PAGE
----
Choose the right trustee roles that will allow you to develop the skills and experience for the types of board roles you aspire to. Don’t waste your precious time in trustee roles that provide you with no board and governance development opportunities. Your role as a trustee is not to run the day-to-day aspects of the organisation. Research the charity or nonprofit organisation and the board of trustees to ensure a strong history and results.

Where possible, look for trustee opportunities within the sectors or industries where you hope to pursue paid board roles. Also, focus on organisations that may face challenges similar to those of the commercial organisations on your board target list. Look for synergies where the roles overlap in duties, responsibilities and challenges. The size and scale of the charity or NFP are also factors. 

In other words, serving in any trustee role, with the intention to gain board experience, will not help you land a paid board role. If a paid board role is your end goal, you must be strategic when selecting your trustee roles. Seek trustee roles that will bridge the gaps between your executive skill and experience and what is required for a paid board role.

#3 Give 100% to your trustee role

You are not there to make up numbers. To gain a paid role you must be able to evidence what you and the board of trustees have achieved. Please don’t treat it as a board career stepping stone. Make the most of the opportunity to learn new skills, gain confidence, challenge yourself and gain board experience.

You may also need to use your fellow trustee members or the chair as a referee for future paid board applications. You must show them the best version of you and what you are capable of. Earlier, I mentioned that one of the four pathways to a board role is via a personal connection. Your fellow trustees may turn out to be one of these connections. They must have confidence in your character and ability before they will consider risking their reputation and recommend you to anyone else.

#4 Keep in contact with everyone you served with

Trustee board members will come and go like you, changing or leaving trustee roles. It is essential that you maintain contact with everyone you work with. Keep them updated with what you are doing. Ask them for advice about your board career and use them as a sounding board. Many of them may have successfully transitioned from trustee to paid board role.

Another reason to keep in close contact is so they will reach out if they come across a paid board opportunity suitable for you.

#5 Revise your Board CV

Update your CV to highlight transferrable trustee skills, experience, and achievements that align with the requirements of paid board positions. Please note that your board CV should highlight leadership and strategic aspects of your career and experience, as opposed to day-to-day responsibilities. Showcase successful outcomes, such as how your contributions as a trustee board member led to positive outcomes for the organisation.

Then, ensure that your online presence, particularly your LinkedIn profile, accurately reflects your Board CV.

Finally, tailor your board CV for every application. Focus on the selection criteria outline but also conduct extensive research to determine additional ways you can add value to the board and its goals.

#6 Be patient and prepared to pivot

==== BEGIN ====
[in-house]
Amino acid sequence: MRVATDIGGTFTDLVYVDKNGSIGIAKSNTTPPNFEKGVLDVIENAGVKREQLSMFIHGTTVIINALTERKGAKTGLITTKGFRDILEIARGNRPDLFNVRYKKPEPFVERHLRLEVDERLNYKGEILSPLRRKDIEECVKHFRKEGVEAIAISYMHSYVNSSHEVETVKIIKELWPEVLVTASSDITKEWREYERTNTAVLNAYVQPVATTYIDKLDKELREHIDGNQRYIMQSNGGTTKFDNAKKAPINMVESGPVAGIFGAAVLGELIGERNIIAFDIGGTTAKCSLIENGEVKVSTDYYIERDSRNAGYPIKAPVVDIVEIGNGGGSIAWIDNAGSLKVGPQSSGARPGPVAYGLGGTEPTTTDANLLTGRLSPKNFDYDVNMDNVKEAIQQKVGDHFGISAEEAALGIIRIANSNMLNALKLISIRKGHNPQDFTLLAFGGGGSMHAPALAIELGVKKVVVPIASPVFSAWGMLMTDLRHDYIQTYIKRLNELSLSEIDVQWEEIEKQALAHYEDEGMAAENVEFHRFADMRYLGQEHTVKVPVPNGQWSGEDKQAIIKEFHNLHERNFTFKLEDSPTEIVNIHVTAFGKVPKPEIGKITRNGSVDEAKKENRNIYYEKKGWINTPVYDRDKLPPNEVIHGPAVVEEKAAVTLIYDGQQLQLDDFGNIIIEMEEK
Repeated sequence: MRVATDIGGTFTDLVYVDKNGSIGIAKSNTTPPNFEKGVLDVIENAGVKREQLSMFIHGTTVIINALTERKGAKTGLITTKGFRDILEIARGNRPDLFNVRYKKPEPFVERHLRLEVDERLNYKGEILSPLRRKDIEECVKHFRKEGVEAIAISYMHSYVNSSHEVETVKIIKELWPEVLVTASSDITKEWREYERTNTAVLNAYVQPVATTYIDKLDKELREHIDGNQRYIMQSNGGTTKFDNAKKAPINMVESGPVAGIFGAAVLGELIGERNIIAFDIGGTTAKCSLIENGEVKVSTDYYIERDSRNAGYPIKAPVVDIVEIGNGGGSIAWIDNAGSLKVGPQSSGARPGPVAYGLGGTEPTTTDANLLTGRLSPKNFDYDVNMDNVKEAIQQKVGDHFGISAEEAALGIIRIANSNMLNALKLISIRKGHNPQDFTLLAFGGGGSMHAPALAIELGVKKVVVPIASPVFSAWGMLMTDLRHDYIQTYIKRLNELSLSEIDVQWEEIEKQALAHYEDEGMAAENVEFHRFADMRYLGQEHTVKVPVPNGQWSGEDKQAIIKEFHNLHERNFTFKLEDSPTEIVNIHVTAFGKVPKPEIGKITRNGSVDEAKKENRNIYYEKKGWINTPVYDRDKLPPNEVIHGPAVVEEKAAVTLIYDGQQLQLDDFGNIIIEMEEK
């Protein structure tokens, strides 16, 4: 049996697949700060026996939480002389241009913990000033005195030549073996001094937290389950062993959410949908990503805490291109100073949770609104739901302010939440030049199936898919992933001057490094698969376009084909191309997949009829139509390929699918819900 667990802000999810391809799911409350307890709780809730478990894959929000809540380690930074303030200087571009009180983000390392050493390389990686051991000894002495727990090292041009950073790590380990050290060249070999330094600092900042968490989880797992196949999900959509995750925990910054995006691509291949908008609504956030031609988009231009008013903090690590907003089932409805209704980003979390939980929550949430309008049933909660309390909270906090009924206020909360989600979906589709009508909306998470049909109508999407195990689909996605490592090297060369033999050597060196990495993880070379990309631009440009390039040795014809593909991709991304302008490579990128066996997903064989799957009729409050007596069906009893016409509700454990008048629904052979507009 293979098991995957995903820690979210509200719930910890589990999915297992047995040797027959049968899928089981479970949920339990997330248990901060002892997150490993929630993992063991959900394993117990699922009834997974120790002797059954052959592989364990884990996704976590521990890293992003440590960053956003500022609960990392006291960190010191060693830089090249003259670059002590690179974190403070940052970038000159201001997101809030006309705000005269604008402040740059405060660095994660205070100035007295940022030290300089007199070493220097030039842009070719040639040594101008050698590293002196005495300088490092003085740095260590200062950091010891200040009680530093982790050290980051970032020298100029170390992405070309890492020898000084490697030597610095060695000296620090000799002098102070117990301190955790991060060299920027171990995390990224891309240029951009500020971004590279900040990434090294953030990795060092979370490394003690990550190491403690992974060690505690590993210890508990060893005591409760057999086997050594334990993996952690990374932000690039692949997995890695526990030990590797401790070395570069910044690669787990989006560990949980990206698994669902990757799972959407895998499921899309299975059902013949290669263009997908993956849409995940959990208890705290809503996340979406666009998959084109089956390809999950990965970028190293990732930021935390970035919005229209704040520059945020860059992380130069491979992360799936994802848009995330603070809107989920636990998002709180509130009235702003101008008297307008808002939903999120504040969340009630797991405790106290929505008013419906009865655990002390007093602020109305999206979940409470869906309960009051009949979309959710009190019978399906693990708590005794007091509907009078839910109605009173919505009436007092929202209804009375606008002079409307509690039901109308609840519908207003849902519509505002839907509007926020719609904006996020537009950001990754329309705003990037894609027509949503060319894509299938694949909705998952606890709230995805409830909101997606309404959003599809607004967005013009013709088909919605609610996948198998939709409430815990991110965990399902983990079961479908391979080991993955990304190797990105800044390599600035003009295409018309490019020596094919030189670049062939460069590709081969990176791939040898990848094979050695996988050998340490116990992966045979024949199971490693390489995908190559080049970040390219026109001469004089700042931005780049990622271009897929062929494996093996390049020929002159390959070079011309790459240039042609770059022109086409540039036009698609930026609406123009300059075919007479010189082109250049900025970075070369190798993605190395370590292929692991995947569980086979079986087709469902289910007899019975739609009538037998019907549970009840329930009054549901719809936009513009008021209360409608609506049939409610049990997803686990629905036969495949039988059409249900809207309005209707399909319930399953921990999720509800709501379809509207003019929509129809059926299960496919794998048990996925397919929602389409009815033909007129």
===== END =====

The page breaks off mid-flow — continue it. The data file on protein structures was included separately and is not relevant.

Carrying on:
Everyone’s pathway from board trustee to a paid board role will be different. Your path may also change along the way as you make new connections or other opportunities arise. It will take time; it requires patience and perseverance. Often, people succeed because others have no perseverance and give up. However, you also need to be able to acknowledge when something is not working and consider a different pathway or approach. Your path may require numbers detours, so continually assess, reflect and pivot when necessary.

#7 Develop personal connections

This is the most important thing. Personal connections facilitate 65% of all board appointments and vastly more of the paid appointments. So, you must develop relationships with the NEDs of those organisations you wish to get appointed to. Exactly how you do that is explained in detail in the Board Search Training Series I have designed.


In conclusion, transitioning from a trustee role to securing a paid board position requires careful planning, networking, and strategic positioning. Following the steps outlined above can increase your chances of successfully making this transition. Remember, building a strong reputation as a trustee, gaining relevant experience, and expanding your network within the industry is essential.

When searching for paid board positions, proactively contact organisations that align with your interests and values. Leverage your existing network and connect with key decision-makers who may have insights into available board opportunities. Attend industry conferences, seminars, and networking events to expand your reach and visibility.

Finally, be patient and persistent in your pursuit of a paid board role. These positions are often highly competitive, and it may take time to find the right fit. Stay focused on your goals, continue to develop your skills and knowledge, and seize any opportunities that come your way.

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Use the Direct Approach to get on a Board in the UK

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About the Author

David Schwarz is CEO & Founder of Board Appointments – The UK’s leading board advertising and non-executive career support firm. He has over a decade of experience of putting people on boards as an international headhunter and a non-executive recruiter and has interviewed over one thousand non-executives and placed hundreds into some of the most significant public, private and NFP roles in the world.